At the UXPA 2013 conference that took place three weeks ago here in DC, I got to do my first Ignite talk thanks to Jonathan Strohl and Jen Romano Bergstrom who pulled me into a Fors Marsh led session on research methods. What is Ignite? ...

By |2020-12-04T09:08:41-05:00July 30th, 2013|Speaking, User Research, UXPA|

Intercom Magazine – Making Usability a Priority: Advocating for the Value of User Research

As a consultant specializing in user research, studying how users interact with Web and mobile resources, I wish I could give my clients a short contract to sign promising that if they work with me, they will definitely incorporate usability into their project. They will ...

Usability: What a Project Manager Needs to Know – Part 2

Update 3/29/13 This blog has been the basis for: Lebson, Cory. 2012. "Making Usability a Priority: Advocating for the Value of User Research (PDF)." Intercom Magazine. October 2012. Lebson, Cory. "Making Usability a Priority: Advocating for the Value of User Research." Society for Technical Communication (STC) ...

By |2020-12-04T09:08:45-05:00February 21st, 2012|Advocating for UX, Project Management, User Research|

Usability: What a Project Manager Needs to Know – Part 1

Update 3/29/13 This blog has been the basis for: A reprint on usability.gov (May 28, 2014) Lebson, Cory. 2012. "Making Usability a Priority: Advocating for the Value of User Research (PDF)." Intercom Magazine. October 2012. Lebson, Cory. "Making Usability a Priority: Advocating for the Value of ...

By |2020-12-04T09:08:45-05:00February 8th, 2012|Advocating for UX, Project Management, User Research|

If I could just pick one usability participant for the client to observe, who would I pick?

How many sessions should a stakeholder observe? In an ideal world, the stakeholder would be able to observe all of the usability test sessions live. The stakeholder would get to see those that succeed with ease, and those that may have a fair bit of ...

By |2020-12-04T09:08:46-05:00January 4th, 2012|User Research|

Importance of a Good Logger in Qualitative Research

A usability test, user interview, or any one-on-one qualitative research really isn’t entirely one-on-one, at least not in an ideal setup. Ideally, it involves two research staff members to do research with a single participant – a moderator and a logger. A focus group should ...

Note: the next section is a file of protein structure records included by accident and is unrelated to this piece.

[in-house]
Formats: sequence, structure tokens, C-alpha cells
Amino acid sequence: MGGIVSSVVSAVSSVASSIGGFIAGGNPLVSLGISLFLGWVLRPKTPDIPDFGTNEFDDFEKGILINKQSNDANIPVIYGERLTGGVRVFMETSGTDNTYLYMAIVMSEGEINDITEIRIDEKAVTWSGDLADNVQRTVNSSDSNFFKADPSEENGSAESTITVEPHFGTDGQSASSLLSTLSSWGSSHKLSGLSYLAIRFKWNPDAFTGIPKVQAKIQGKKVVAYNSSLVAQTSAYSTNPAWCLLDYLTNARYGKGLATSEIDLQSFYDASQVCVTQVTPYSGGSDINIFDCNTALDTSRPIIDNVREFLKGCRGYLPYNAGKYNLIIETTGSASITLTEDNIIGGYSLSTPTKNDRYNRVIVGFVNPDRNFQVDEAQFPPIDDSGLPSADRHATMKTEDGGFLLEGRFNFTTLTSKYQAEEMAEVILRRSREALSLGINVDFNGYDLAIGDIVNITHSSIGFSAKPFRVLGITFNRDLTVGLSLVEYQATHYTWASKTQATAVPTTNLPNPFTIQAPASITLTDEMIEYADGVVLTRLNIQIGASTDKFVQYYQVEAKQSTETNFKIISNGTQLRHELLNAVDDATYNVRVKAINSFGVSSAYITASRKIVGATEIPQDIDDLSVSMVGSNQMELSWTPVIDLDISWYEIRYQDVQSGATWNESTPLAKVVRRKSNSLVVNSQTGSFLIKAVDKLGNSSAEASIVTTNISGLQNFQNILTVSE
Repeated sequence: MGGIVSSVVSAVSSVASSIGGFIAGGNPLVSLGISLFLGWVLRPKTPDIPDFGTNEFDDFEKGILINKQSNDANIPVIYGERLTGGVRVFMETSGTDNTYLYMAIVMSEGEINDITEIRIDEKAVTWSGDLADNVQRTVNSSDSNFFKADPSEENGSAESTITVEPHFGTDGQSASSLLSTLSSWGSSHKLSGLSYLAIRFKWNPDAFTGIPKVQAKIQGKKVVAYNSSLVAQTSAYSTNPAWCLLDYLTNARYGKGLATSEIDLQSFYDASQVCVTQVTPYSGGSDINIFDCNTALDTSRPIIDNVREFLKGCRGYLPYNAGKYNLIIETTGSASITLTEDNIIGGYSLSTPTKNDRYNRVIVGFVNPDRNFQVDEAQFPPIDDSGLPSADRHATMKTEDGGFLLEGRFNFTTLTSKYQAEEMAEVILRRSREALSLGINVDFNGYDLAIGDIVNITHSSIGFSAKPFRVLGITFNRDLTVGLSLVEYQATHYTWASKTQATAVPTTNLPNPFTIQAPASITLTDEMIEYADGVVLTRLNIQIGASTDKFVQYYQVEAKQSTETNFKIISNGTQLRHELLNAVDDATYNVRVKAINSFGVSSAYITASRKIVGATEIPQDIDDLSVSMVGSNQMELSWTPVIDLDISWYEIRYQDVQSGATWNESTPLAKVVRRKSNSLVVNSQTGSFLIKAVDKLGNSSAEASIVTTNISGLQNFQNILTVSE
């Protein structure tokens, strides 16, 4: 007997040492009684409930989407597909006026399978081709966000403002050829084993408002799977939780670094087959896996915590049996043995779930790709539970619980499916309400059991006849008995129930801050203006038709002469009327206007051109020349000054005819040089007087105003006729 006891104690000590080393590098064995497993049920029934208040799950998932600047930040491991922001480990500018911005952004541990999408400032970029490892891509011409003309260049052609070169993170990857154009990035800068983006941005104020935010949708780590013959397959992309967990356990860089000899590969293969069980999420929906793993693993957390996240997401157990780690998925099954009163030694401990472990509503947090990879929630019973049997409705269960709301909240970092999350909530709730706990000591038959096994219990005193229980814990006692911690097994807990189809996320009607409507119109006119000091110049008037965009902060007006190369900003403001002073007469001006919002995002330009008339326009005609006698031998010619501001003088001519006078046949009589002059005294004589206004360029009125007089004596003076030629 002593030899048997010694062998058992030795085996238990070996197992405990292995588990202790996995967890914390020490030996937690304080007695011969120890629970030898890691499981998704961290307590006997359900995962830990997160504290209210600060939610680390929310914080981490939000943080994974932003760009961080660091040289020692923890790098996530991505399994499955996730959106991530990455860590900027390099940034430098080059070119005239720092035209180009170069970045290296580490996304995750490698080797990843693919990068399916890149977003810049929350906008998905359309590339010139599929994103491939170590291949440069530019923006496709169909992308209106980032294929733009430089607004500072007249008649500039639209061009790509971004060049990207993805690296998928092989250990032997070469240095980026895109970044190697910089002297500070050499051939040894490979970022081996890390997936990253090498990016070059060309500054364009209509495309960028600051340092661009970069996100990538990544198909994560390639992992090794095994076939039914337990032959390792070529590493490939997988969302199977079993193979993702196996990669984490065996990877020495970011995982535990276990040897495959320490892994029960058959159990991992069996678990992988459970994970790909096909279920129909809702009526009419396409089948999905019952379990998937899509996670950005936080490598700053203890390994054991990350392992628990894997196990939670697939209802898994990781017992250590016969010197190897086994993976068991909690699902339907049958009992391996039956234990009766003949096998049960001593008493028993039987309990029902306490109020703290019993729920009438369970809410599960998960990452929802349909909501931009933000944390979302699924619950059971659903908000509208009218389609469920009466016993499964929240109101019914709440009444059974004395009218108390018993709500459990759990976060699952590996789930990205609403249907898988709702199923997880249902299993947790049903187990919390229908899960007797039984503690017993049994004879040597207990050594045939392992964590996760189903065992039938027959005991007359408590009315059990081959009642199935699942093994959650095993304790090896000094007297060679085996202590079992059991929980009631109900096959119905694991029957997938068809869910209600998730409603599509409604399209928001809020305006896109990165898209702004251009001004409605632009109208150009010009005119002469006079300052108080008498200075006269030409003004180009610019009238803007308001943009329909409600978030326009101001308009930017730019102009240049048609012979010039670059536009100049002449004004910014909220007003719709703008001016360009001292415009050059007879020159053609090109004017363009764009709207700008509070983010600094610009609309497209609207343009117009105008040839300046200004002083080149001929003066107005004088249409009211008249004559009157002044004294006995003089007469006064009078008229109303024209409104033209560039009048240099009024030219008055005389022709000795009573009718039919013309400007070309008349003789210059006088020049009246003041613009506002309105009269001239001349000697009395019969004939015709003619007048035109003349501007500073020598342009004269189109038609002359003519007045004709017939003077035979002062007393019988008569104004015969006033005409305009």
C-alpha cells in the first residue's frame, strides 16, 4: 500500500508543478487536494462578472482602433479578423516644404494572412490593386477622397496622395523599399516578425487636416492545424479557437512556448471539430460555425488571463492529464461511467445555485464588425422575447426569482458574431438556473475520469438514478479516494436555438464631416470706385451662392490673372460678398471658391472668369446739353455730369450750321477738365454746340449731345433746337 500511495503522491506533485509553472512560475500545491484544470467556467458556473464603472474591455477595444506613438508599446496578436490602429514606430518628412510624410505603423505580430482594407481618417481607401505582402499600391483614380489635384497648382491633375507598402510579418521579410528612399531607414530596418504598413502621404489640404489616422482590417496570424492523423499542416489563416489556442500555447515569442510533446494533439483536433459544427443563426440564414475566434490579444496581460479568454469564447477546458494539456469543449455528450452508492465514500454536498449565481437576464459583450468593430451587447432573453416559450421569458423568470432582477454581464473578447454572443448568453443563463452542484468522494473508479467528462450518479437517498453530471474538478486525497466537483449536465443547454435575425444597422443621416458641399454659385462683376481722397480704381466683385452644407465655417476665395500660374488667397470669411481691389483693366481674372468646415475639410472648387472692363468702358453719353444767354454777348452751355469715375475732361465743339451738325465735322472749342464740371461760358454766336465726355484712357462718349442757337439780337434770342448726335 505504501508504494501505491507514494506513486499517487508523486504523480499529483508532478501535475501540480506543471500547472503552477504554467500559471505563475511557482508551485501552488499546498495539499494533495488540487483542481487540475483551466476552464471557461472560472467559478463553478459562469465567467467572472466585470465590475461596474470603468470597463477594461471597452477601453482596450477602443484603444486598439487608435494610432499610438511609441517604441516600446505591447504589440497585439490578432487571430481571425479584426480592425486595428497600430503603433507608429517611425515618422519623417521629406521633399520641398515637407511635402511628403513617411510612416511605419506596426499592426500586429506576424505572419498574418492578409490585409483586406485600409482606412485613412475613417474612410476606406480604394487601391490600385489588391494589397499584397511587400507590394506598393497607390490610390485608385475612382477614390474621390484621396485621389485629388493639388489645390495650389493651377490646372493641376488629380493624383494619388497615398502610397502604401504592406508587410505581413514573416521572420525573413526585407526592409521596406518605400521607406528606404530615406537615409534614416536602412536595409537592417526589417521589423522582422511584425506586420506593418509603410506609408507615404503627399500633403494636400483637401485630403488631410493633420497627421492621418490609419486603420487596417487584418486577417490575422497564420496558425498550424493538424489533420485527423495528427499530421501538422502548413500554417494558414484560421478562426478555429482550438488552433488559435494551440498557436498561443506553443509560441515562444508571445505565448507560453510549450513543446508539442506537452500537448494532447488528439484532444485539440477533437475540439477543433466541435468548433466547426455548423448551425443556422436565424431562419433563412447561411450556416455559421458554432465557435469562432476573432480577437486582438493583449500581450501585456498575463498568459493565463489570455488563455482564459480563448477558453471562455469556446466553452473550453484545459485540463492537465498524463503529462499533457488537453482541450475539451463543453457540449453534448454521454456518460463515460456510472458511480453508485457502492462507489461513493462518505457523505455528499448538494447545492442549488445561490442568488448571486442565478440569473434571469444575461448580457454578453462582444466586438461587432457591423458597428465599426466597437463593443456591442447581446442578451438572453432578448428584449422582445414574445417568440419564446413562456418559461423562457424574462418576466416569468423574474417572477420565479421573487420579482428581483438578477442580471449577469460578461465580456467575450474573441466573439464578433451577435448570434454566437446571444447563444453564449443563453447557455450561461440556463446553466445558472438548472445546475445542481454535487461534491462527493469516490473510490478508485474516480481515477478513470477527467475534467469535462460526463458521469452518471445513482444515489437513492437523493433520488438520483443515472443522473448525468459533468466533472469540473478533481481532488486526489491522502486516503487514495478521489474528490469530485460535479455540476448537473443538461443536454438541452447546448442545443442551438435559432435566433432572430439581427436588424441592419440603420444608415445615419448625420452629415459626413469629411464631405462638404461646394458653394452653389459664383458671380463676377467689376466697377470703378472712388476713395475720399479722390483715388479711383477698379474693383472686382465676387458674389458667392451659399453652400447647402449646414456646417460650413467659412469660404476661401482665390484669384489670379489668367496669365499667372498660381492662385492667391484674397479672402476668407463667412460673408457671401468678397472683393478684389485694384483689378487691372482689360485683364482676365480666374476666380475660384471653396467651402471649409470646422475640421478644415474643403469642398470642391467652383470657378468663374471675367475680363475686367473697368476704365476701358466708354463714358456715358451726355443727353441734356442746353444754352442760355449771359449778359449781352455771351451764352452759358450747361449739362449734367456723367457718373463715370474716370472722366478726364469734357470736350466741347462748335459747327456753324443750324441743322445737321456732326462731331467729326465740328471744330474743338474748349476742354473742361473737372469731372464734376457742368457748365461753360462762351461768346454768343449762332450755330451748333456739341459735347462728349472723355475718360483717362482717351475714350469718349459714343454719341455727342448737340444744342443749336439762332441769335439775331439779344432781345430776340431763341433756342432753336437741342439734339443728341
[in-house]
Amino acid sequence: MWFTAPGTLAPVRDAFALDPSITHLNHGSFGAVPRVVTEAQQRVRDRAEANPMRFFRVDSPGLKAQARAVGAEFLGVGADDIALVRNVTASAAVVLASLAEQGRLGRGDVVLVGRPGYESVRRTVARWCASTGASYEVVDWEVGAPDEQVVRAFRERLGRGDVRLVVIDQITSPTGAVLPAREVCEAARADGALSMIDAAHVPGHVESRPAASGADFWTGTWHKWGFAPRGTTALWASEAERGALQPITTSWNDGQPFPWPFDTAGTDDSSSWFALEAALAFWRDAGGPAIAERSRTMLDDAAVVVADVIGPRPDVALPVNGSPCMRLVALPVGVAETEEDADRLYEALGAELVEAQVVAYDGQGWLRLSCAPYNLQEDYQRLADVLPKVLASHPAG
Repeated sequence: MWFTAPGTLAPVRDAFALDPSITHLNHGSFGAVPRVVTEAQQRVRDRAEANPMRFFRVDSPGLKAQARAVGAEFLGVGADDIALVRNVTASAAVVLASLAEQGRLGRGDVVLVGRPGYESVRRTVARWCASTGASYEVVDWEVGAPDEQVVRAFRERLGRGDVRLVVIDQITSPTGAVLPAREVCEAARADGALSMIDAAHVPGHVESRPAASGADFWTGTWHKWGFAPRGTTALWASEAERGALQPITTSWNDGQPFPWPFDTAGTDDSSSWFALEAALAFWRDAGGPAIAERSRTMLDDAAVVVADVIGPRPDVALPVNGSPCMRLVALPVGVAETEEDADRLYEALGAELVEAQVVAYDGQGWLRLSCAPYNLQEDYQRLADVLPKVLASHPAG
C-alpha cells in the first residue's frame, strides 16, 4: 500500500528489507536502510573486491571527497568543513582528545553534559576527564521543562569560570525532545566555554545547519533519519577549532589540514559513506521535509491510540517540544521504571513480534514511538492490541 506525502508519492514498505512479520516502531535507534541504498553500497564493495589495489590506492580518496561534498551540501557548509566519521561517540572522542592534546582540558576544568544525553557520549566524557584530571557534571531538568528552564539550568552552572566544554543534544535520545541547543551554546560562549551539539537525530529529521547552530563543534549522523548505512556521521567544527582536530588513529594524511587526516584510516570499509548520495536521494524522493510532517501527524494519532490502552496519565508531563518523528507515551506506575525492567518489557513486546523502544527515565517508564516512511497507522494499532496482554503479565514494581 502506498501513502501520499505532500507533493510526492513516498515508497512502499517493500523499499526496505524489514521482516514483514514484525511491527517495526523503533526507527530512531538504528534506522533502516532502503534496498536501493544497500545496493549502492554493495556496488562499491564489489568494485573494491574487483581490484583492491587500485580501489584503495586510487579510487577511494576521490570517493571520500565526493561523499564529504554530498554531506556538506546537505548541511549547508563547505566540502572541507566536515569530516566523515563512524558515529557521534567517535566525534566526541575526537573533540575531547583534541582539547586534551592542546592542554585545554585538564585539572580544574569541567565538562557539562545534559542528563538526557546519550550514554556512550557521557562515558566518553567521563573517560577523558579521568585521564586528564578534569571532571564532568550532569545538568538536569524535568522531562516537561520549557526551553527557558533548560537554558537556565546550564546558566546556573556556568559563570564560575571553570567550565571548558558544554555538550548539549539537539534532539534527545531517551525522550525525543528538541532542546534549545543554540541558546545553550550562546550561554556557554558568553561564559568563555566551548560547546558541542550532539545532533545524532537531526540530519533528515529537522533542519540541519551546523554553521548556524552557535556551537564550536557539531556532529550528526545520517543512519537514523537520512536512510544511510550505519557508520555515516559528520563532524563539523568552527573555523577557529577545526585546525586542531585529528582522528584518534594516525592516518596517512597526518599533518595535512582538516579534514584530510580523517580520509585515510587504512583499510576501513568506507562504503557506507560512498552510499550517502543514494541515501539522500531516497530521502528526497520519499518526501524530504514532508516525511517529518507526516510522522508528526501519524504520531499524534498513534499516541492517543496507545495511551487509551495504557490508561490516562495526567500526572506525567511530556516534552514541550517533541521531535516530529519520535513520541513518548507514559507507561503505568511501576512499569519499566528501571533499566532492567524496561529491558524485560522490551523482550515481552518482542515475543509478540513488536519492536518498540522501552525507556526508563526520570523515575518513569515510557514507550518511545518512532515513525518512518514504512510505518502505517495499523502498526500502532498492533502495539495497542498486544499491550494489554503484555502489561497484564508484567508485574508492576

By |2020-12-04T09:08:46-05:00December 23rd, 2011|User Research|

How do you convince them to see the world through a different lens?

A friend asked me if I could take a quick look at a web interface that he was building. I reviewed the site and emailed him a few usability suggestions to consider. The suggestions basically focused on his approach to include a number of additional ...

By |2020-12-04T09:08:46-05:00December 12th, 2011|Advocating for UX, User Research|

Usability as Sociology: How the Perspectives of Tornado Survivors Differ from those of Other Major Disasters

My initial training in usability occurred during my undergraduate years, within the framework of my bachelor’s degree in psychology. The research methodology that was applied to usability fit well within an experimental psychology approach. After graduating with my psychology degree, I decided to pursue a ...

By |2020-12-04T09:08:46-05:00August 14th, 2011|Disaster UX, User Research|

User Research and Emotional Awareness

Although I interned in a usability lab while a psychology undergrad at University of Maryland, my undergraduate senior honors thesis was actually in the field of cognitive neuropsychology. Specifically, I conducted in-depth qualitative research on patients with frontal lobe damage, focusing on their ability (or ...

By |2020-12-04T09:08:47-05:00May 16th, 2011|User Research|

On the Importance of Body Language in User Research

I love interacting with people but have never particularly enjoyed those interactions when over the telephone.  No matter how clear the voice on the other end is, no matter how great it is to catch up with someone, I still have the vague impression of ...

By |2020-12-04T09:08:48-05:00February 15th, 2011|User Research|